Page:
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Letter: Education reform must address current culture

Education reform must address current culture

It’s a lovely idea at The News to stir the pot. The March 15 editorial, “Loyalty test,” would make one believe that the current State Education Department reforms with Common Core, etc., were good ideas.

One of the reasons the governor and the Regents are backpedaling is because parents have been and are resisting changes that are not good for their children. Make no mistake: Reform is necessary in our schools, but not in a way that decapitates a child’s image of self.

Are the teachers’ unions involved? Absolutely, because we, as teachers, know more about education than anyone else. Others who have never stepped into a classroom, or did so a long time ago, cannot comprehend school and student clientele as they are now.

A huge reform is necessary, but it must address current culture. That culture includes poverty, with its many social problems (hunger, drugs, violence, psychological issues, parenting and the lack of it), absenteeism, non-support of teachers and the robbing of money from districts, forcing a rape of programming.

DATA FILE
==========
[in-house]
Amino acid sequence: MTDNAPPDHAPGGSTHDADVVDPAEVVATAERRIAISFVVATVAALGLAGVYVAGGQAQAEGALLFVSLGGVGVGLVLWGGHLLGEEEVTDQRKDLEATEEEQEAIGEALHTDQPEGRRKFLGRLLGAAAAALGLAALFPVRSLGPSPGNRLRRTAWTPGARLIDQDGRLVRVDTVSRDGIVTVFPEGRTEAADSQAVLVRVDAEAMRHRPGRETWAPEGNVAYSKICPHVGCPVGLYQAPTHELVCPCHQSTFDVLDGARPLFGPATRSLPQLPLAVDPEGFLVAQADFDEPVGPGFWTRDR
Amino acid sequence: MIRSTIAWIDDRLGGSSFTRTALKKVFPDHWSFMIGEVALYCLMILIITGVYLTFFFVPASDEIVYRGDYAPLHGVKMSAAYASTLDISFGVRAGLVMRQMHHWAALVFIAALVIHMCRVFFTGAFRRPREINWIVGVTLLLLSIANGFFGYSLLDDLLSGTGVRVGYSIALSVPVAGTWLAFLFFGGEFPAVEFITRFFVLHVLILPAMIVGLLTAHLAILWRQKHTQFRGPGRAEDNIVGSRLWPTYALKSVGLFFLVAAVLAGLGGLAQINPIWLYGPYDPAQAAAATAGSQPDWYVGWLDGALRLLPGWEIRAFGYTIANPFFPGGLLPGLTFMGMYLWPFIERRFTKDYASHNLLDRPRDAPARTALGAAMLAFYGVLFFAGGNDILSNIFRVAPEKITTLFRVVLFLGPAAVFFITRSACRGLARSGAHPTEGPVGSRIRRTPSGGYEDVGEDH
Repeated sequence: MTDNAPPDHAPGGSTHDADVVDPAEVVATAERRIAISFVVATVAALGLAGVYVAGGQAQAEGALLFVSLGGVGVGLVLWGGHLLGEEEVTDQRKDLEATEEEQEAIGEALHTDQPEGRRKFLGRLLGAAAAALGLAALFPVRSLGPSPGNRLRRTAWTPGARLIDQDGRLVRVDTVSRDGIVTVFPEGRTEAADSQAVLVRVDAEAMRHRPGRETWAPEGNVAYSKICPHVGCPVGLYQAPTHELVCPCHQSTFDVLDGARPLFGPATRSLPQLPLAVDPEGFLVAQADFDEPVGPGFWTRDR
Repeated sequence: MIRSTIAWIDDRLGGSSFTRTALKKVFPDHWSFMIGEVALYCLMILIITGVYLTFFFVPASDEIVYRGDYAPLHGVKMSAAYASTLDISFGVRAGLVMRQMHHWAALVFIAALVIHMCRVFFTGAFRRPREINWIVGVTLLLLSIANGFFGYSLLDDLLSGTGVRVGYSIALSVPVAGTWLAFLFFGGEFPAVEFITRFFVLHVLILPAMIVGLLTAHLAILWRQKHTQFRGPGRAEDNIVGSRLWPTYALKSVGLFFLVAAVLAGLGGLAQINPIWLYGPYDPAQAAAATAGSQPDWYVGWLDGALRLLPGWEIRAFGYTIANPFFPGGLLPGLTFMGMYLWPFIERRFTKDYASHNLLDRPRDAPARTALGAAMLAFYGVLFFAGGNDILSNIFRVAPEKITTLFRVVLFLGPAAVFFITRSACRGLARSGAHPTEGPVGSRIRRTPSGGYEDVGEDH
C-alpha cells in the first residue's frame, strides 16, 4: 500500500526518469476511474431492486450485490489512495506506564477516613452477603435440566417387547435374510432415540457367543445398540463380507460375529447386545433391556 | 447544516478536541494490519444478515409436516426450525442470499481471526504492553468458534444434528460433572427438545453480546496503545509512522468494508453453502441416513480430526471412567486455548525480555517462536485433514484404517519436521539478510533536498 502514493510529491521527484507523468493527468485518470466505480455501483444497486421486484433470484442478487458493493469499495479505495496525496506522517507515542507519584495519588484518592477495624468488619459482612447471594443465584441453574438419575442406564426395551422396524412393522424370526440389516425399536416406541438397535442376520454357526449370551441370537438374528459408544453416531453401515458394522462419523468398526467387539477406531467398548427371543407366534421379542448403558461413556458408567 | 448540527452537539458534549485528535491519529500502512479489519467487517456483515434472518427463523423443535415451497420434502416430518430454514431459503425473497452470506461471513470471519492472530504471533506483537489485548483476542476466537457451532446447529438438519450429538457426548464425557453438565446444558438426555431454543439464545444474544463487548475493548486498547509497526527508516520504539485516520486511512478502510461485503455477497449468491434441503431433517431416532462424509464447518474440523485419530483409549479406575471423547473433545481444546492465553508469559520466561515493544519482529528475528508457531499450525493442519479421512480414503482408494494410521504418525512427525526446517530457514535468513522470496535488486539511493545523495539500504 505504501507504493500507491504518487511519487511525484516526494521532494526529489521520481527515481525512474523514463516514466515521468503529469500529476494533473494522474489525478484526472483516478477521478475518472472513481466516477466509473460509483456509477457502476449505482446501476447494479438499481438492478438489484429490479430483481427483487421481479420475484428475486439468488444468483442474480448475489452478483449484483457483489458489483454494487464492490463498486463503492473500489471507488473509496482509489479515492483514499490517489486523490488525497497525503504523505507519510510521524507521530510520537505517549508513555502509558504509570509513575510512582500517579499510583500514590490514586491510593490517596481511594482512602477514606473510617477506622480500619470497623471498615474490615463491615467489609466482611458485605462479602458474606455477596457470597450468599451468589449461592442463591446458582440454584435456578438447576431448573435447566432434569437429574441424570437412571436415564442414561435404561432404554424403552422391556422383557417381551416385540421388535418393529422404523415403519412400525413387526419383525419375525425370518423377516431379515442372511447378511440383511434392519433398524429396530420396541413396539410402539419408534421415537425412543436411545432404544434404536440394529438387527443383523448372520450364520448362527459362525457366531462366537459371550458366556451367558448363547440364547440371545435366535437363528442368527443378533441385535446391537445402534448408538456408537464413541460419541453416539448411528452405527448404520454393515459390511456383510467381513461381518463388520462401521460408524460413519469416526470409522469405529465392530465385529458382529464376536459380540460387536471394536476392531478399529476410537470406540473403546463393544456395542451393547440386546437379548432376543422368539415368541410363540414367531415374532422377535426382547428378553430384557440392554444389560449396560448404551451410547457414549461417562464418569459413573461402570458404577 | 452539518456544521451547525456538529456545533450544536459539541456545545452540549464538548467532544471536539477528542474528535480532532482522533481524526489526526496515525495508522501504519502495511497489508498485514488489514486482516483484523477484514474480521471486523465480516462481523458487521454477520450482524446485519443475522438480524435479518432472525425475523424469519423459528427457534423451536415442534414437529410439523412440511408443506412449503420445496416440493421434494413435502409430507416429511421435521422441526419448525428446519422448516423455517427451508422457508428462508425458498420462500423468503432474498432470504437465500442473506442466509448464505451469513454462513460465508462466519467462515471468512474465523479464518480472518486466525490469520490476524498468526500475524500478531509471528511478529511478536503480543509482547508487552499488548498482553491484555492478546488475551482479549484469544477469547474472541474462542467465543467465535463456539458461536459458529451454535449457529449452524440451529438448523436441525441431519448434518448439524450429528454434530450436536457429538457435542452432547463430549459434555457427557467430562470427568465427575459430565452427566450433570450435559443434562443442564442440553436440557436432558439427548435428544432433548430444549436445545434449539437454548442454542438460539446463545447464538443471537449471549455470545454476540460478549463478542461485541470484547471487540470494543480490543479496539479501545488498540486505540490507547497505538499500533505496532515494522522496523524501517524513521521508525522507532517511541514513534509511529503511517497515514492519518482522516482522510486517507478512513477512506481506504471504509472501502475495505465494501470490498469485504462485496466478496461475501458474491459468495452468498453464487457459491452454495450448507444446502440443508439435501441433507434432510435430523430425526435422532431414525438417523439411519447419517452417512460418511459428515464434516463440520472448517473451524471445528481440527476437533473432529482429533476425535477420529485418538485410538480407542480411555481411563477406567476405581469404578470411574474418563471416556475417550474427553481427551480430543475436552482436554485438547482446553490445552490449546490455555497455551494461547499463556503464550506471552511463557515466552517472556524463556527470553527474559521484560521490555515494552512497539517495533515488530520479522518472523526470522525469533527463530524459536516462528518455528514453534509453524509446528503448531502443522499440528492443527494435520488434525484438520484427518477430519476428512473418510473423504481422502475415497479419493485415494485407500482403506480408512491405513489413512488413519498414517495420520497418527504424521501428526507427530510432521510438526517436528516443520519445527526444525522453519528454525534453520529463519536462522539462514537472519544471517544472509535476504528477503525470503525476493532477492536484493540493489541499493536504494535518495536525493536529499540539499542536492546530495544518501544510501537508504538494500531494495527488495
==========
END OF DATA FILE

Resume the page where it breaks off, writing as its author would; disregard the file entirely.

Cliché as it is, the phrase “go back to the drawing board” is the proper course. Look at what has been done in five years – with minimal success – and try again. The students and what they accomplish should be the foci. Evaluation of teachers is a given, but not the main point of schooling.

It is quite clear that the writer of the editorial, seemingly wearing blinders, wanted to thrust upon readers a limited view of reform. As a reading teacher at North Tonawanda High School, I look back at the previous changes and realize how much of my time is wasted filling forms when I could be planning more great learning activities for my students.

Jack A. Agugliaro